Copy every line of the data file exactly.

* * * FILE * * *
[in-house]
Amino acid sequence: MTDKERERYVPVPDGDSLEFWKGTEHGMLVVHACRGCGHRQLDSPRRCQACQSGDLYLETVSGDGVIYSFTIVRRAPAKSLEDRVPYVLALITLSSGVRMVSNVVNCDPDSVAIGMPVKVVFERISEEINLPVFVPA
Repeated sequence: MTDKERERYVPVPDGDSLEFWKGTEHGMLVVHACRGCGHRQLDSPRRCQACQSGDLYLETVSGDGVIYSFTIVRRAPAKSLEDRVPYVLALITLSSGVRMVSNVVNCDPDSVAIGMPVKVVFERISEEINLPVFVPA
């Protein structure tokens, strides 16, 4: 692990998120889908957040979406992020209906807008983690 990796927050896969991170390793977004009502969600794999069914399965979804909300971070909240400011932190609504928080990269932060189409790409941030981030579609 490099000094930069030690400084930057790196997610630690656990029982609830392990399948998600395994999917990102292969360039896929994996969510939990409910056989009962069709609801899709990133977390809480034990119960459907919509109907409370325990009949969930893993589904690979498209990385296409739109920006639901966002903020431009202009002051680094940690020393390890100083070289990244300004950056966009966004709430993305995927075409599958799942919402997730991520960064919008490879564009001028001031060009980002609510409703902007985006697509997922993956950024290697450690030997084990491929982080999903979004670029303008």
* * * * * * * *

[in-house]
Amino acid sequence: MTDKERERYVPVPDGDSLEFWKGTEHGMLVVHACRGCGHRQLDSPRRCQACQSGDLYLETVSGDGVIYSFTIVRRAPAKSLEDRVPYVLALITLSSGVRMVSNVVNCDPDSVAIGMPVKVVFERISEEINLPVFVPA
Repeated sequence: MTDKERERYVPVPDGDSLEFWKGTEHGMLVVHACRGCGHRQLDSPRRCQACQSGDLYLETVSGDGVIYSFTIVRRAPAKSLEDRVPYVLALITLSSGVRMVSNVVNCDPDSVAIGMPVKVVFERISEEINLPVFVPA
């Protein structure tokens, strides 16, 4: 692990998120889908957040979406992020209906807008983690 990796927050896969991170390793977004009502969600794999069914399965979804909300971070909240400011932190609504928080990269932060189409790409941030981030579609 490099000094930069030690400084930057790196997610630690656990029982609830392990399948998600395994999917990102292969360039896929994996969510939990409910056989009962069709609801899709990133977390809480034990119960459907919509109907409370325990009949969930893993589904690979498209990385296409739109920006639901966002903020431009202009002051680094940690020393390890100083070289990244300004950056966009966004709430993305995927075409599958799942919402997730991520960064919008490879564009001028001031060009980002609510409703902007985006697509997922993956950024290697450690030997084990491929982080999903979004670029303008």